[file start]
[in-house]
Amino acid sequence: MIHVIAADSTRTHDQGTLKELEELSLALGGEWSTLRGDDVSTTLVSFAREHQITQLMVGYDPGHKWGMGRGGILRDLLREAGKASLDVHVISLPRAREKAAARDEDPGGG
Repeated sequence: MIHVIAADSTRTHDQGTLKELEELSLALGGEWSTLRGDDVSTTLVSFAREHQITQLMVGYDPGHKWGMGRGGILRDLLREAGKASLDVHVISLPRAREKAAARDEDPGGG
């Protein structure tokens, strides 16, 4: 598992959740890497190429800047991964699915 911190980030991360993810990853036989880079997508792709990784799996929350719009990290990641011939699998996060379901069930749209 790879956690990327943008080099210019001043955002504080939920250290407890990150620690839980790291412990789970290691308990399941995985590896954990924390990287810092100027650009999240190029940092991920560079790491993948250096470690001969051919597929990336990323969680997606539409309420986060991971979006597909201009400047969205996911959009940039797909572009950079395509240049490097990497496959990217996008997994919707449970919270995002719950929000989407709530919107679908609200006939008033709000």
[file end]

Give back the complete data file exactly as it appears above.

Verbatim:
[in-house]
Amino acid sequence: MIHVIAADSTRTHDQGTLKELEELSLALGGEWSTLRGDDVSTTLVSFAREHQITQLMVGYDPGHKWGMGRGGILRDLLREAGKASLDVHVISLPRAREKAAARDEDPGGG
Repeated sequence: MIHVIAADSTRTHDQGTLKELEELSLALGGEWSTLRGDDVSTTLVSFAREHQITQLMVGYDPGHKWGMGRGGILRDLLREAGKASLDVHVISLPRAREKAAARDEDPGGG
């Protein structure tokens, strides 16, 4: 598992959740890497190429800047991964699915 911190980030991360993810990853036989880079997508792709990784799996929350719009990290990641011939699998996060379901069930749209 790879956690990327943008080099210019001043955002504080939920250290407890990150620690839980790291412990789970290691308990399941995985590896954990924390990287810092100027650009999240190029940092991920560079790491993948250096470690001969051919597929990336990323969680997606539409309420986060991971979006597909201009400047969205996911959009940039797909572009950079395509240049490097990497496959990217996008997994919707449970919270995002719950929000989407709530919107679908609200006939008033709000």